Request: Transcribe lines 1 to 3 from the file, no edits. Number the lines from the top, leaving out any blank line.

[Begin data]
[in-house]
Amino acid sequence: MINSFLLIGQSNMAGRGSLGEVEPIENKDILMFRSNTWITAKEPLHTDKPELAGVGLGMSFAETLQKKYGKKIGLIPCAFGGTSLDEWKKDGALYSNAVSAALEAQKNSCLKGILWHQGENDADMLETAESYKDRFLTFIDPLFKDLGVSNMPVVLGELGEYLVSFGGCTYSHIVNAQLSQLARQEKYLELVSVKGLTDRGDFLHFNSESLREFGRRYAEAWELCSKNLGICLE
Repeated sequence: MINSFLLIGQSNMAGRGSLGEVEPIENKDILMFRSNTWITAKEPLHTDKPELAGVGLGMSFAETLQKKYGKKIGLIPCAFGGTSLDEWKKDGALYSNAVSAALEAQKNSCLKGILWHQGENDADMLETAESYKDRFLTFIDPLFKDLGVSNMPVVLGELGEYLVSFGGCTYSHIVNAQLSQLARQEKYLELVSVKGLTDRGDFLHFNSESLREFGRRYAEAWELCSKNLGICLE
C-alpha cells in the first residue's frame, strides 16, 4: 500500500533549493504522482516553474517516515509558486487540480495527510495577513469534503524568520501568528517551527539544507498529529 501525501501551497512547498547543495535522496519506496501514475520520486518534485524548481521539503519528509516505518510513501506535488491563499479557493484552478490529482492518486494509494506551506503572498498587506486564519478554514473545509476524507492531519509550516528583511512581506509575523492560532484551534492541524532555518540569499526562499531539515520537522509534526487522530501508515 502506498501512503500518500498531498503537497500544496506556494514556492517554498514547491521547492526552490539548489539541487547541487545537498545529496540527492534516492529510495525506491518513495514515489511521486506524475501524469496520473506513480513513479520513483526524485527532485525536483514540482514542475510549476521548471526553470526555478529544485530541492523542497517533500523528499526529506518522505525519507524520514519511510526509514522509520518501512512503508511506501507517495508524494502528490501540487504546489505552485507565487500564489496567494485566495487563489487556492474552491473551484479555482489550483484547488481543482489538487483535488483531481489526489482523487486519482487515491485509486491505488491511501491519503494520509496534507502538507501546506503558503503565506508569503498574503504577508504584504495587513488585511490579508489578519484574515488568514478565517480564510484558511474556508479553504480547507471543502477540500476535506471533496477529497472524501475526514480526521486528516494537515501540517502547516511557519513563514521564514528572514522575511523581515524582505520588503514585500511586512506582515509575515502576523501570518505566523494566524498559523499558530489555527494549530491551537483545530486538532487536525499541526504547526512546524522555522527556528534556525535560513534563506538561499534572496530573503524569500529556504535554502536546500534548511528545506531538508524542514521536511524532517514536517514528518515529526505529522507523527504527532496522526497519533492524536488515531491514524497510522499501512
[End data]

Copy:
[in-house]
Amino acid sequence: MINSFLLIGQSNMAGRGSLGEVEPIENKDILMFRSNTWITAKEPLHTDKPELAGVGLGMSFAETLQKKYGKKIGLIPCAFGGTSLDEWKKDGALYSNAVSAALEAQKNSCLKGILWHQGENDADMLETAESYKDRFLTFIDPLFKDLGVSNMPVVLGELGEYLVSFGGCTYSHIVNAQLSQLARQEKYLELVSVKGLTDRGDFLHFNSESLREFGRRYAEAWELCSKNLGICLE
Repeated sequence: MINSFLLIGQSNMAGRGSLGEVEPIENKDILMFRSNTWITAKEPLHTDKPELAGVGLGMSFAETLQKKYGKKIGLIPCAFGGTSLDEWKKDGALYSNAVSAALEAQKNSCLKGILWHQGENDADMLETAESYKDRFLTFIDPLFKDLGVSNMPVVLGELGEYLVSFGGCTYSHIVNAQLSQLARQEKYLELVSVKGLTDRGDFLHFNSESLREFGRRYAEAWELCSKNLGICLE